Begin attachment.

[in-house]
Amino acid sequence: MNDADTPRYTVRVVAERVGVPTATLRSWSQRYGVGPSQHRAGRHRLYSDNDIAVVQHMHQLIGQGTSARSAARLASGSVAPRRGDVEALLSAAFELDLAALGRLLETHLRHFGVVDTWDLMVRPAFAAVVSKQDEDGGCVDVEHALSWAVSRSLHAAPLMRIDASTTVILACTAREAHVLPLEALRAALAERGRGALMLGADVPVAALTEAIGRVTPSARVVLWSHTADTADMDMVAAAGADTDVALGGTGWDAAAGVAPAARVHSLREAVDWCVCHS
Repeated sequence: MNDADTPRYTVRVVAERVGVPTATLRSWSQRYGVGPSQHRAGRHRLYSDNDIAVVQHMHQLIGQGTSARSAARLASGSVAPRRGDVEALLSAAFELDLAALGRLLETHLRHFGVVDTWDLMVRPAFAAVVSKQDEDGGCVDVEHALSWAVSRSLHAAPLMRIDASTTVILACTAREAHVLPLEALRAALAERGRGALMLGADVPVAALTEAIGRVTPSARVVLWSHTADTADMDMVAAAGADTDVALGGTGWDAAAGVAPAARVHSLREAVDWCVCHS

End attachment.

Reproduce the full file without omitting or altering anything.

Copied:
[in-house]
Amino acid sequence: MNDADTPRYTVRVVAERVGVPTATLRSWSQRYGVGPSQHRAGRHRLYSDNDIAVVQHMHQLIGQGTSARSAARLASGSVAPRRGDVEALLSAAFELDLAALGRLLETHLRHFGVVDTWDLMVRPAFAAVVSKQDEDGGCVDVEHALSWAVSRSLHAAPLMRIDASTTVILACTAREAHVLPLEALRAALAERGRGALMLGADVPVAALTEAIGRVTPSARVVLWSHTADTADMDMVAAAGADTDVALGGTGWDAAAGVAPAARVHSLREAVDWCVCHS
Repeated sequence: MNDADTPRYTVRVVAERVGVPTATLRSWSQRYGVGPSQHRAGRHRLYSDNDIAVVQHMHQLIGQGTSARSAARLASGSVAPRRGDVEALLSAAFELDLAALGRLLETHLRHFGVVDTWDLMVRPAFAAVVSKQDEDGGCVDVEHALSWAVSRSLHAAPLMRIDASTTVILACTAREAHVLPLEALRAALAERGRGALMLGADVPVAALTEAIGRVTPSARVVLWSHTADTADMDMVAAAGADTDVALGGTGWDAAAGVAPAARVHSLREAVDWCVCHS